Working towards better support for volunteers with a disability
Cerebral Palsy Sport worked with the Activity Alliance (formerly English Federation of Disability Sport) and the other National Disability Sports Organisations (NDSOs) to understand how to better support people with a range of disabilities to volunteer.
The final report has been published which hihglighted the need to make volunteering in sport more appealing for disabled people.
New research released on International Volunteer Day (5 December 2017) will enable providers to improve their volunteering opportunities, especially for disabled people. The report, ‘Encouraging disabled people to volunteer in sport’, explores the barriers to volunteering and the drivers that could improve its appeal.
Activity Alliance ( formerly The English Federation of Disability Sport) alongside the eight National Disability Sports Organisations and Sport England commissioned the project. It aims to understand more on volunteering in sport, as well as to improve the quality and number of opportunities for disabled people. The researchers involved almost 1,500 disabled and non-disabled people in the report and compared the differences in perception and experience of volunteering between the two audiences.
The findings guide providers on how and when disabled people volunteer generally and the extent to which they volunteer in sport. They highlight the different ways in which disabled people commonly volunteer and their interest in sports volunteering. These can help providers to encourage and support more disabled people to volunteer in sport.
One key finding explores the reason disabled people may not volunteer in sport. It shows the impact disabled people’s low participation in sport has on volunteering. Disabled people who volunteer in sport are twice as likely as non-disabled people to have taken part before. This suggests that the sport sector is not something that appeals to disabled people who have not been part of it previously. Concern about the need for volunteers to be frequently involved (at least once a week) arose in responses. Disabled people can be fearful of regular commitment due to fluctuating health problems.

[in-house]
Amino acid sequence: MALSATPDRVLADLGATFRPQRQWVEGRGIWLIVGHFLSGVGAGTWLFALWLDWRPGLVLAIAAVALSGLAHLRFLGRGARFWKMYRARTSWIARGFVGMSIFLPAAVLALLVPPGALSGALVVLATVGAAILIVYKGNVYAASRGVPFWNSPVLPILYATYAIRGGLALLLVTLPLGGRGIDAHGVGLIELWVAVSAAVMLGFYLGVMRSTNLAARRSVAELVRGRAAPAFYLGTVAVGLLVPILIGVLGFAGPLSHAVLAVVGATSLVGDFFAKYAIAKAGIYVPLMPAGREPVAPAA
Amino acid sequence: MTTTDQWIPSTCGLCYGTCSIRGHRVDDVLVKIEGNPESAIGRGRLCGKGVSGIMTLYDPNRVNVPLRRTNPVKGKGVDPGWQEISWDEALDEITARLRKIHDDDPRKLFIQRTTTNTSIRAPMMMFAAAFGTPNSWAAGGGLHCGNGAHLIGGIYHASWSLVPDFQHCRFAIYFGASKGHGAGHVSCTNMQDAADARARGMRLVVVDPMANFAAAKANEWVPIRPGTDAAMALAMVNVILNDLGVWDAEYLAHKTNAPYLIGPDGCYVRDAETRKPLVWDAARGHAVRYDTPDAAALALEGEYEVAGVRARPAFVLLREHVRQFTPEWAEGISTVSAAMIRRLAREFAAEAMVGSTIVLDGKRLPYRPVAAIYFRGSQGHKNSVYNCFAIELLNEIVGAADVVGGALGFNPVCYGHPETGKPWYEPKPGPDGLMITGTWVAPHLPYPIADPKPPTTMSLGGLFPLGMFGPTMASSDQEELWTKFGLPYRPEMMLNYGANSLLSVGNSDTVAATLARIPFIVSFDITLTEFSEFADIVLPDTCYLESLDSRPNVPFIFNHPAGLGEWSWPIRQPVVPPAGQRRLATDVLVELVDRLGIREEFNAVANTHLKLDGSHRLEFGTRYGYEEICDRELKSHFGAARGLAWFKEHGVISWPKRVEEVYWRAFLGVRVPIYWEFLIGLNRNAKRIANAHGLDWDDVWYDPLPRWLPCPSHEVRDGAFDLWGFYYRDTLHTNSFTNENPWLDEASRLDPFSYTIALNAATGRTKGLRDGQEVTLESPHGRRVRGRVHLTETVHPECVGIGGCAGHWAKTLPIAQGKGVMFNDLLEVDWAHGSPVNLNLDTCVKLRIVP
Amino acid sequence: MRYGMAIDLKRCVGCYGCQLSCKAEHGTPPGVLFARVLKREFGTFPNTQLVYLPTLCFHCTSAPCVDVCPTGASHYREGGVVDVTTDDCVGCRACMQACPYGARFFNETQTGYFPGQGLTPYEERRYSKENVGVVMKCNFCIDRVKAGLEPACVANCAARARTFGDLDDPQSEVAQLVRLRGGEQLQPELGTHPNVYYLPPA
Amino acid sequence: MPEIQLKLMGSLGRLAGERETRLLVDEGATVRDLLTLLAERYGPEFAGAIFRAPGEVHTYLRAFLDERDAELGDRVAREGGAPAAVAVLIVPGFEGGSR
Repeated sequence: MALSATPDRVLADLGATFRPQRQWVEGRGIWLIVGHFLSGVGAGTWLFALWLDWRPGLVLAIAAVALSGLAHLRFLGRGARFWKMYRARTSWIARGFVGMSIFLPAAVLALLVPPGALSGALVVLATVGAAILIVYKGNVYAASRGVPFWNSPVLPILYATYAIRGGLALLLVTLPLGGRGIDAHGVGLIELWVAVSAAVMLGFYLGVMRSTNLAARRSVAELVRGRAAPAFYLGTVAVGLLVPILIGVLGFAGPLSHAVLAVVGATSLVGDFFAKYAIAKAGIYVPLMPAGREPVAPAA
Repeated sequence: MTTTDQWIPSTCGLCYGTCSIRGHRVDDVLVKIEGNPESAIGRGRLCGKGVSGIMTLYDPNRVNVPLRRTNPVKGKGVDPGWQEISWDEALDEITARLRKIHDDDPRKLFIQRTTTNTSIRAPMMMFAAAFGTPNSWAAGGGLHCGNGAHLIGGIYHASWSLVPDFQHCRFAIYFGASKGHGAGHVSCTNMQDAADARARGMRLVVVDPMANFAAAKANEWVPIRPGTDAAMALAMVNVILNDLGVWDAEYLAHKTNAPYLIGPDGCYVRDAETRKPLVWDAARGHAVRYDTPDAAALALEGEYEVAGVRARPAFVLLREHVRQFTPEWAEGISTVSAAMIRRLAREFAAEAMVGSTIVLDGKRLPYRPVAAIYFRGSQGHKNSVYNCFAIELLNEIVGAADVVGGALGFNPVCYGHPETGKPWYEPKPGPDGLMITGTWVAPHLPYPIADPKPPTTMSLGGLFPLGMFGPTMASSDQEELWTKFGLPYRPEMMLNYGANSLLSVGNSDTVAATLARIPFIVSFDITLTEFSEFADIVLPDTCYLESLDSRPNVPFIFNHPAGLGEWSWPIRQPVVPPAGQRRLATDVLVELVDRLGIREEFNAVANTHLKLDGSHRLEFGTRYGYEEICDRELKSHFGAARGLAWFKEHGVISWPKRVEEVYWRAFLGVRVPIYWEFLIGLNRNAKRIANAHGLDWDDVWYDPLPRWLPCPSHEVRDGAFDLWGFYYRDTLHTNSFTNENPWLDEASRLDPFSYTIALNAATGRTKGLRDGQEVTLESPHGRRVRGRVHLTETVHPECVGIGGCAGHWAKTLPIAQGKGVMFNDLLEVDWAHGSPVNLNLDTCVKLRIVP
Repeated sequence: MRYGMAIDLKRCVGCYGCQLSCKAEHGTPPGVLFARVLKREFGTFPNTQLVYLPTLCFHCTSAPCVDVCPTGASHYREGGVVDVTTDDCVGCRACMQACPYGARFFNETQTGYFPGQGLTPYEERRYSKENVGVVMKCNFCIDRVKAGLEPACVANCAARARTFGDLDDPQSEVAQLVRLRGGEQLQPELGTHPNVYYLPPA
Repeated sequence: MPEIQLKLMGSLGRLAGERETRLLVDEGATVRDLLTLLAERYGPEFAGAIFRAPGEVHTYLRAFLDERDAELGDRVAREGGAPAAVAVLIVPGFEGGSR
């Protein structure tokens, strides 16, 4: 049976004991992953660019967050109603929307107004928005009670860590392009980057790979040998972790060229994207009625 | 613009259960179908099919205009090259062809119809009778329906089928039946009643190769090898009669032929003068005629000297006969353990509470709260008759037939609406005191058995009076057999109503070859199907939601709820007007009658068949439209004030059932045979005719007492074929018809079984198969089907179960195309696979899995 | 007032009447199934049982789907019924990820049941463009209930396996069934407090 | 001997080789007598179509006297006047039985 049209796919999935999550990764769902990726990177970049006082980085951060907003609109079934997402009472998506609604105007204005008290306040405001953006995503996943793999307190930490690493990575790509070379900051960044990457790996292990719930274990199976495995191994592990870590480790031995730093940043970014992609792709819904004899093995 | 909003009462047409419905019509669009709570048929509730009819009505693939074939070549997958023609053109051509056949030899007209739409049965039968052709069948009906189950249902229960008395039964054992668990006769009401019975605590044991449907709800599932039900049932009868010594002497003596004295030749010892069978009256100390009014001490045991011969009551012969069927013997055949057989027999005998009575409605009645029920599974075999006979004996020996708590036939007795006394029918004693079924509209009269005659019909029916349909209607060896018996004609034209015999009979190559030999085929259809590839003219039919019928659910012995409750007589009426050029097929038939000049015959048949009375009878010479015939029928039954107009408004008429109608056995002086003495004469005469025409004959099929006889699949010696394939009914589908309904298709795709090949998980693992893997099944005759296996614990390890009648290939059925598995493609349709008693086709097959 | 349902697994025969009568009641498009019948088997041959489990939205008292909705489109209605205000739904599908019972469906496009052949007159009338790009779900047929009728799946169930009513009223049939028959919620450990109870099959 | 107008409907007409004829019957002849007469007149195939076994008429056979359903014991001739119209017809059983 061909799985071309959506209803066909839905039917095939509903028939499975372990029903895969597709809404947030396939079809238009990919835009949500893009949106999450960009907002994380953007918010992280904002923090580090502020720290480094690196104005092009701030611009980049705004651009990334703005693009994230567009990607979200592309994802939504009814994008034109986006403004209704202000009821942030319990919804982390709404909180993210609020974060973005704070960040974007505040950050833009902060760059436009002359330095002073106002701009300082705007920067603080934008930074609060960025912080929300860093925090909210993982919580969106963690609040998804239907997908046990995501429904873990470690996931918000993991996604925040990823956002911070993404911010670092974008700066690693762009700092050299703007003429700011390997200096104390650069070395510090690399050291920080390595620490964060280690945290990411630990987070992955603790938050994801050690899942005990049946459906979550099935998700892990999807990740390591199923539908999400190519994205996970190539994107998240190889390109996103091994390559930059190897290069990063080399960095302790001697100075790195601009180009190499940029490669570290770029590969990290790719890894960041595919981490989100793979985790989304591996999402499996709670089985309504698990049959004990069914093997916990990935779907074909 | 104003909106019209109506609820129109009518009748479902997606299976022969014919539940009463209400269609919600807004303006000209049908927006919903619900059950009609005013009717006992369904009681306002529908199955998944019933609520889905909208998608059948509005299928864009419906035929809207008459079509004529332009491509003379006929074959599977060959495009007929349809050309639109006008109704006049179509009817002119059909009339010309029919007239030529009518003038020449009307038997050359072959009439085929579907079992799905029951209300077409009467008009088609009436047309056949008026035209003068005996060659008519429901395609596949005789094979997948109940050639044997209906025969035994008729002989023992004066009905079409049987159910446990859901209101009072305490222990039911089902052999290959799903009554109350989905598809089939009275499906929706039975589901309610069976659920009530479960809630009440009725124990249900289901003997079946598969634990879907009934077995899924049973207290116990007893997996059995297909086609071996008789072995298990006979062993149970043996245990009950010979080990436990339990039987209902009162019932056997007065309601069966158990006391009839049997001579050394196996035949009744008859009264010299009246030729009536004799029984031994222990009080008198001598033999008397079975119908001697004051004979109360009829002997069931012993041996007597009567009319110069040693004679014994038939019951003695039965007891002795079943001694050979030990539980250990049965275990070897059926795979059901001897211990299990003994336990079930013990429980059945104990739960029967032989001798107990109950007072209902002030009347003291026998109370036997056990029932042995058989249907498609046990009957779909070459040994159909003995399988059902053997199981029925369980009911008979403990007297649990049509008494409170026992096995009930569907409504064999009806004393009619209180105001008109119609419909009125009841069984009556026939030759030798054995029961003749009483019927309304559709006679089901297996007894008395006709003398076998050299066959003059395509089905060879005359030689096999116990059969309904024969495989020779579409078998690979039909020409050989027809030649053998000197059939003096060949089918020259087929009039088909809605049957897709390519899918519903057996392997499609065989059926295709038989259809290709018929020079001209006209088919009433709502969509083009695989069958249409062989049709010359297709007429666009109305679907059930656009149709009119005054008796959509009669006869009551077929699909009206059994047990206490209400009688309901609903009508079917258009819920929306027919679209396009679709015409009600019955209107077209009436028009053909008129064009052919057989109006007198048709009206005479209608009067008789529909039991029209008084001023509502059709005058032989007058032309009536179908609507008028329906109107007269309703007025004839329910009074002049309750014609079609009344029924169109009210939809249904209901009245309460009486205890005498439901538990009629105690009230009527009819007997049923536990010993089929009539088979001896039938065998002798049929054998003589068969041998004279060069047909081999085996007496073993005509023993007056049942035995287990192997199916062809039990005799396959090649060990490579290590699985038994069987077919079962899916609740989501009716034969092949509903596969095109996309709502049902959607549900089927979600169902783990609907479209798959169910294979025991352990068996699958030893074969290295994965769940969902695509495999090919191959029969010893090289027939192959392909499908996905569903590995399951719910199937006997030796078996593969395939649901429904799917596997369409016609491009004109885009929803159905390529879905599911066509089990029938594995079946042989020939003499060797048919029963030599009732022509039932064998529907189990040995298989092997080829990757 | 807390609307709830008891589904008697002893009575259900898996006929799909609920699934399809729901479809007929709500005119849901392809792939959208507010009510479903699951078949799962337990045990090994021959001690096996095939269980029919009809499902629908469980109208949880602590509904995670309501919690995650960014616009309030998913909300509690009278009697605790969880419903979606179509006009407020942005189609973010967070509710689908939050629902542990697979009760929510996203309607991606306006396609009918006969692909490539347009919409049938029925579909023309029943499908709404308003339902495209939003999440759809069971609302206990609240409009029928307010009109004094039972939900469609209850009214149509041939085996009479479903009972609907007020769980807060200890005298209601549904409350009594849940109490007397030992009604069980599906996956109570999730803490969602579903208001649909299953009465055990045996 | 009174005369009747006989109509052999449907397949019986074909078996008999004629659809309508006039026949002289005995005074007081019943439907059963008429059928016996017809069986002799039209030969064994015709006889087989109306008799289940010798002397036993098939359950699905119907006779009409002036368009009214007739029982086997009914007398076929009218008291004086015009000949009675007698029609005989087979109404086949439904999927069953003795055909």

Other key findings included:
- There is a desire from disabled people to volunteer, but they are more likely to have negative experiences. Almost half (47 per cent) of disabled people currently volunteer generally compared to just over a third (34 per cent) of non-disabled people. Almost half of disabled people have had a negative experience when volunteering (48 per cent) compared to a third of non-disabled people (33 per cent).
- Despite disabled people’s higher level of interest in volunteering in society generally, this is not reflected in their level of interest in volunteering in sport. Levels of volunteering in sport for disabled and non-disabled people are the same (21 per cent).
- Disabled people are much more likely to recognise and experience barriers to volunteering. Their concern is in relation to the impact their impairment will have on their ability to volunteer. In addition, providers of volunteering opportunities feel that they lack the skills and ability to support disabled people fully in their volunteering roles.
- There is often a mismatch between the expectations of providers and volunteers about what the roles entail and too often organisations give insufficient thought to the distinctive needs of volunteers as opposed to participants. This plays a significant part in creating a negative experience for disabled volunteers.
- Providers do not routinely ask or capture whether volunteers have impairments or long-term health conditions. This means providers’ awareness of disabled volunteers and their needs is low, and they are less confident in how to support disabled people.
Phil Smith, Director of Sport at Sport England, said:
“The contribution of 6.7 million volunteers in sport is immense. It helps individuals get more active, it benefits local communities, and it can do wonders for the volunteers themselves. However, as this new report identifies, there’s a lot to do to make the experience more attractive to disabled people. We need to work on attracting more disabled people to volunteering in sport and activity and ensure they have a great experience when they do get involved. We hope that the whole sport and physical activity sector embraces this challenge.”
A copy of the report can be downloaded here: Encouraging more disabled people to volunteer in sport REPORT FINAL
A copy of the Executive summary can be found here: 18123 EFDS Exec Summary Infographic_Accessible